Saturday, 21 March 2009

I am bound to say…

Shumah, the jury have found you guilty of the wilful murder of Louis Bee I am bound [?] to say. I therefore pronounced sentence of death to take place on 16 January next." [Judge Drake's Bench Book, 15 November 1890]

Hamar Foster, Professor of Law at the University of Victoria advised:
If Slumach was charged with murder and convicted, the judge had no option other than to impose the death penalty. This is something many people do not understand.
For example, although I have often heard Begbie described as a “hanging judge,” that is accurate only in the colloquial sense, i.e., that he was impatient with lenient juries or juries he felt were not doing their duty (and even then some of his irritation was for show).
What I mean is that Begbie did not arrest the accused, lay the charges, prosecute the case or even convict the accused (the jury did that). And in a murder case he had no choice but to sentence a convicted murderer to death. His only role in sentencing was confined to recommending to the executive that the death penalty be commuted or that the law “be allowed to take its course.”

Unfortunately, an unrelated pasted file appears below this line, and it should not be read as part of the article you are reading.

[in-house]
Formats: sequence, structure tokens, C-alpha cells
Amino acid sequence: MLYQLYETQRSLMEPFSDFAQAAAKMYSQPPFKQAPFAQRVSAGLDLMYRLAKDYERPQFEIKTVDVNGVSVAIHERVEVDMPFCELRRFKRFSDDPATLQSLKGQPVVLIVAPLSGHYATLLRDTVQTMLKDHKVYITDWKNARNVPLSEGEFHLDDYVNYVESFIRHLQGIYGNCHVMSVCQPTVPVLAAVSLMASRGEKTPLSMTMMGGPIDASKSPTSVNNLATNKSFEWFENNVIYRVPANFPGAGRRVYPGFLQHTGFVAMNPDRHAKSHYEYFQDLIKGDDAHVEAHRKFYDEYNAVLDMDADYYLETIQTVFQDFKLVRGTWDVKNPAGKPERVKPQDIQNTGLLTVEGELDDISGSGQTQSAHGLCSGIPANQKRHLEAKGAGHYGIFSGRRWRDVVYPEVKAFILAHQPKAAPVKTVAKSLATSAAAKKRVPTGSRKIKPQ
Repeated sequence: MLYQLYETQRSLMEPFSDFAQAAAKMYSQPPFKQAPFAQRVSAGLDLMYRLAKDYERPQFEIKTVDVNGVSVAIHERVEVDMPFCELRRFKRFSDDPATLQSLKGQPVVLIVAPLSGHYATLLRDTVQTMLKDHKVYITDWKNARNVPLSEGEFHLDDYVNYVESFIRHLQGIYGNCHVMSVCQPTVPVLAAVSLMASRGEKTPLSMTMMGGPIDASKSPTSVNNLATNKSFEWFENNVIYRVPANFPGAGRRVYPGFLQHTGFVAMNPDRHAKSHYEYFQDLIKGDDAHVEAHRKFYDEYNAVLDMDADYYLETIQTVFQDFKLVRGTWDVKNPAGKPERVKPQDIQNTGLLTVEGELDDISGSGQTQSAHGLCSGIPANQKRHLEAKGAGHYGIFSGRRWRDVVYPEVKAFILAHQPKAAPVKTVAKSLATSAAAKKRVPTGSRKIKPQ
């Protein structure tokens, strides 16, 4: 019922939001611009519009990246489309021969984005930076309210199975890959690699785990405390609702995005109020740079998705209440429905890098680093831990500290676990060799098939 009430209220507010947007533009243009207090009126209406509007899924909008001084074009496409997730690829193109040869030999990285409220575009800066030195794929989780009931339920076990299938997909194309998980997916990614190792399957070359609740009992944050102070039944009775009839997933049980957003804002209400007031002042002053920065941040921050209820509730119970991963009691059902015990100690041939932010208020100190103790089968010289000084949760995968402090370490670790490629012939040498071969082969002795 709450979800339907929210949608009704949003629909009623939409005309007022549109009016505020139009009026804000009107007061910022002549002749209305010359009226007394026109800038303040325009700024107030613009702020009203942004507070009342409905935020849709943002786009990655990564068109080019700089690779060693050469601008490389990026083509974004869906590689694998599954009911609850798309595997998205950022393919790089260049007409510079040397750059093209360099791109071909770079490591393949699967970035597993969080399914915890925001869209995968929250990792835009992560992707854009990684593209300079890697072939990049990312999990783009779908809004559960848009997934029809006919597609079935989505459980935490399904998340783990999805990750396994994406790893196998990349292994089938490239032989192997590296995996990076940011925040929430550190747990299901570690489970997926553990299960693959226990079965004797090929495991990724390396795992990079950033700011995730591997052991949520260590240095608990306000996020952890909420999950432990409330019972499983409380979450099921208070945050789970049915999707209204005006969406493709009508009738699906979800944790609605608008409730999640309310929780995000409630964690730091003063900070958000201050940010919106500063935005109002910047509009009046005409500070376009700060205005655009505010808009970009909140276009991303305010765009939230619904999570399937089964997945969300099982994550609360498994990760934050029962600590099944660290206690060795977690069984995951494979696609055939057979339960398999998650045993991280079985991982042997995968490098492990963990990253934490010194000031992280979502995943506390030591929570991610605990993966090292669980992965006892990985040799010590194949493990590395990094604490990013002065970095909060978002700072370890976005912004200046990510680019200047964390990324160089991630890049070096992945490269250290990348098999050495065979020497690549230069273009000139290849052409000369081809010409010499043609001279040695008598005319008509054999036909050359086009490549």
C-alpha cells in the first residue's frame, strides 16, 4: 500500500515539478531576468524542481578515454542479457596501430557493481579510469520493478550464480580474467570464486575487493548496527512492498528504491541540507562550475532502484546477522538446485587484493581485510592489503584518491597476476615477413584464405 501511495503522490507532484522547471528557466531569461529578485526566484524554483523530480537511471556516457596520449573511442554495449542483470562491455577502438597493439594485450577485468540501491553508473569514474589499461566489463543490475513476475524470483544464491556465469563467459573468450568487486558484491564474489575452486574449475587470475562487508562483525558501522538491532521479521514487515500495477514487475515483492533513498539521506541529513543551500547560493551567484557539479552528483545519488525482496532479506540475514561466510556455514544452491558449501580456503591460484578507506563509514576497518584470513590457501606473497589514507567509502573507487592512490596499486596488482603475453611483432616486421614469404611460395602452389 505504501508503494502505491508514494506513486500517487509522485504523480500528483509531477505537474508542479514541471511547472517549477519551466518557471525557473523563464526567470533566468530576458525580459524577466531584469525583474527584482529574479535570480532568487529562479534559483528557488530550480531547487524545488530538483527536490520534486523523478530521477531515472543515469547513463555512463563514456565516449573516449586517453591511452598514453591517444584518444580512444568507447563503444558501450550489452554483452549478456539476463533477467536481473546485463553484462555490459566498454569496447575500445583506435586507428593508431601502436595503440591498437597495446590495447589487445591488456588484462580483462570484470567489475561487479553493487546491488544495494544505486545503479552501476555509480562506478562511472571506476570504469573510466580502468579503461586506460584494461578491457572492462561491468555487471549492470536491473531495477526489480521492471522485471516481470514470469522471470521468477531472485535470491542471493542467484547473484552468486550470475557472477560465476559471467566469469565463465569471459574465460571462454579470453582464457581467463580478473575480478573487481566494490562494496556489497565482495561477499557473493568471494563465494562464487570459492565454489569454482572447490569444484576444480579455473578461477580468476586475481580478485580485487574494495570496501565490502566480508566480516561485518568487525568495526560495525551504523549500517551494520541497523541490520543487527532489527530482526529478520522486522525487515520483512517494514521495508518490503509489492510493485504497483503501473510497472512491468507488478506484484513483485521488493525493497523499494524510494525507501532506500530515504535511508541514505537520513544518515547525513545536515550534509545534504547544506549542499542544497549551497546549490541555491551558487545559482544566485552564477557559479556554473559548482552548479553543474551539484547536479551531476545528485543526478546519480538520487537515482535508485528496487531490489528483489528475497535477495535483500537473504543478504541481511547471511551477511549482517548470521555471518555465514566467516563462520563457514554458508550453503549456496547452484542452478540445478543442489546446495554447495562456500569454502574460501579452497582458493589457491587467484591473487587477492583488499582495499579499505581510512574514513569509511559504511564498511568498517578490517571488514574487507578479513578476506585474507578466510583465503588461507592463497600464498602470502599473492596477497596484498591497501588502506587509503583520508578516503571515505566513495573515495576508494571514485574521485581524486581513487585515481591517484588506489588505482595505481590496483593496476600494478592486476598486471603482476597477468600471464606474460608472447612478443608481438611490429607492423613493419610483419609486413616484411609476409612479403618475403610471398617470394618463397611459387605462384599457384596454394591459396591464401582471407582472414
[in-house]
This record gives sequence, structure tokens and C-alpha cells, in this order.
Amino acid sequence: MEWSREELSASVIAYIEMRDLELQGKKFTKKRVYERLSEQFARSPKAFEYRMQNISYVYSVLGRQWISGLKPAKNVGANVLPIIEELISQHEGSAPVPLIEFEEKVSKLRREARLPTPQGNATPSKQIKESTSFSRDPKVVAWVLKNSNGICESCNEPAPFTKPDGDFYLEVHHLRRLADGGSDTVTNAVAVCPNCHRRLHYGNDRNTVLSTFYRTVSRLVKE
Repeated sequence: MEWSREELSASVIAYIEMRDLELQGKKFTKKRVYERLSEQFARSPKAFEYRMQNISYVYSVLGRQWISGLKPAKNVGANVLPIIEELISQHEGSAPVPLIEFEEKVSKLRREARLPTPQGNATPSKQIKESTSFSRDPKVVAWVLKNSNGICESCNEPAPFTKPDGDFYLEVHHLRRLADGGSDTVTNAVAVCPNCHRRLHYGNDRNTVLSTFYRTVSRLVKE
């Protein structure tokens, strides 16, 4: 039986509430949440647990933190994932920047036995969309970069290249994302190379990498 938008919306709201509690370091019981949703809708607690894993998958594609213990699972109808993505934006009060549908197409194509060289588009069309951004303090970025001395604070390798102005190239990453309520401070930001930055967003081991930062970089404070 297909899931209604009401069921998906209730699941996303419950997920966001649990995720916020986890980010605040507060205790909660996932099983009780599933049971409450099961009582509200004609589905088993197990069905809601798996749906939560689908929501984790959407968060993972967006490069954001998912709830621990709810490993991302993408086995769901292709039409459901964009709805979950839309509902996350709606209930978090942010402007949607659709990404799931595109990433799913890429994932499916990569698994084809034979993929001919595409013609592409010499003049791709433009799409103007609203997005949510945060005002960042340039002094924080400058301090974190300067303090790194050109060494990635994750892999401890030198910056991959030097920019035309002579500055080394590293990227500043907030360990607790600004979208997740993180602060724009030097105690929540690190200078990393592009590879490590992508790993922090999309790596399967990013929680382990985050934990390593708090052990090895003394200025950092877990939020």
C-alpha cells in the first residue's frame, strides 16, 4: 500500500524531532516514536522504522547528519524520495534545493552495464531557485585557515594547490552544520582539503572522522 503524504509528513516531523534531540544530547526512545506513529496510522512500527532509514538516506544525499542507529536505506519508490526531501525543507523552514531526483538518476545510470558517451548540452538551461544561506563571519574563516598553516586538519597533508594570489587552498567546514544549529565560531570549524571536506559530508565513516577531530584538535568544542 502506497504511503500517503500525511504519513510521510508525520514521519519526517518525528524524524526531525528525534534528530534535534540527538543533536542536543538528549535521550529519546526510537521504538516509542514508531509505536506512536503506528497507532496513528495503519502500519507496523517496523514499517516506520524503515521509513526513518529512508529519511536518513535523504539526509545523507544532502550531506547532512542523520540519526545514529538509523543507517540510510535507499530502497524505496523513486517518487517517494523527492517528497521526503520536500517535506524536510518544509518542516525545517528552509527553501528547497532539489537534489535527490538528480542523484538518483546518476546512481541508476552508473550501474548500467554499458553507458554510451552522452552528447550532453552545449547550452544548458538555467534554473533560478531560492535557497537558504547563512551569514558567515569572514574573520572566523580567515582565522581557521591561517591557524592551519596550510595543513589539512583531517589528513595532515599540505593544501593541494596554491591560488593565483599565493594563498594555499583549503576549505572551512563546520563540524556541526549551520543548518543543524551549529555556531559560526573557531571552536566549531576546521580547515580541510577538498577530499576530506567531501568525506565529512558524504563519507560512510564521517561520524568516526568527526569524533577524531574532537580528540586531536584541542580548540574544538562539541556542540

And Begbie recommended commutation in many cases, especially those involving aboriginal prisoners. The most notorious exception was in 1864, when he decided not to recommend clemency for the Tsilhqot'in chiefs who were tried and convicted for their role in the Tsilhqot'in (Chilcotin) war of earlier that year. But this was a highly political case, and it seems likely that any recommendation for clemency would have been ignored.
In Slumach’s case there is no evidence that Judge Drake made a recommendation for leniency.

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